The Shakespeare Festival is a collaborative event that includes all four schools in the Jaffrey-Rindge Cooperative School District. Though Shakespeare has been an integral part of Conant High School’s English curriculum for generations, the festival gives students of all grade levels an opportunity to study a single play each year for the purpose of production, and then exposes them to a variety of plays performed by students both younger and older than themselves. Involving children of varying ability levels in a theatrical event and exposing them to what is typically regarded as difficult text has resulted in an increased confidence and desire to read more. Today’s Common Core curriculum stresses that all teachers teach students how to access complex text. The teachers of Jaffrey-Rindge have been doing this through Shakespeare since 1993! When a child feels mastery of Shakespeare, he or she knows she can read anything. The world of the literate is broad indeed, and the Shakespeare Festival creates a home, a springboard, for journeys into entirely new worlds for the students of our district. Most importantly, it has given the communities of Jaffrey and Rindge an avenue to reveal all that is best in themselves: their pride in the arts and in local history.

“The Shakespeare Festival was just the sort of program the Jaffrey Chamber was looking for,” explains former chamber president Mark Bean, president of DD Bean Match Company. “We sought to fund an initiative that would better the community, while providing educational opportunities for the children in our schools.”

Mark graduated from our high school in 1974. “The Jaffrey I grew up [in],” he recalls, “had the reputation of being a small mill town with emphasis on the athletics, not academic endeavors.” This is despite the fact that his grandfather’s company instituted the Bean Foundation 70 years ago to “meet its obligation to the lives of its employees by funding opportunities for their advancement.” Until 1992, this foundation typically funded individual scholarship requests. However, the idea of a Shakespeare Festival gave the Bean Foundation a new focus for its philanthropy. Mark himself has watched all four of his children perform on the festival stage, sitting next to his mill workers, watching theirs. “It’s a wonderful democratizing event,” Mark said.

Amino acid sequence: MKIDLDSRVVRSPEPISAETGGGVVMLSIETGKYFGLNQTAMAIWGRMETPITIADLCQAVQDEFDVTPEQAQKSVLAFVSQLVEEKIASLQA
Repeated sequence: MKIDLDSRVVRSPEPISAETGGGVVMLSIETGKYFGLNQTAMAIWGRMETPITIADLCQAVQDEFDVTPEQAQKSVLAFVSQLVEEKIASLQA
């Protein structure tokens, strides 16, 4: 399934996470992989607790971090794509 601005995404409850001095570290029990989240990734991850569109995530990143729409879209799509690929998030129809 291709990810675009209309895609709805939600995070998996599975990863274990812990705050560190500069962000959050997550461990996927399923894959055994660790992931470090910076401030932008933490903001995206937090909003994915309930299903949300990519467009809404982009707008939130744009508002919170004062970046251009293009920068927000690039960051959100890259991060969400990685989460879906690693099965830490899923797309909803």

The venue

That first year, the festival was held in the only place in the school district large enough for all the performers: Pratt Auditorium, Conant’s gym. Frankly, it was six hours of torture. No one could be heard as the acoustics bounced off the walls strewn with athletic championship banners. As we all know, it is difficult for any audience to be quiet when they can’t tell what the actors are saying. Margaret Bean, Mark’s mother, attended the entire day and closed the day with a well-heard plea, “Shakespeare’s words must be heard.”

The proper venue is the biggest stumbling block for producing a district-wide Shakespeare Festival. It must be large enough for all of its performers and their audience as well as for the community at-large that comes and goes throughout the day. The student audience is limited to those directly involved with the festival, which truly makes the endeavor less intimidating for its actors. Everyone, 8-year-olds as well as 18-year-olds, are performing on the same stage; all are put on the same plane by Shakespeare’s plays. Restricting our audience to these students guarantees that all plays will receive no less than a compassionate applause. Typically the festival needs seats for 200 to 300 hundred students, not to mention a stage from which Shakespeare’s words can be heard.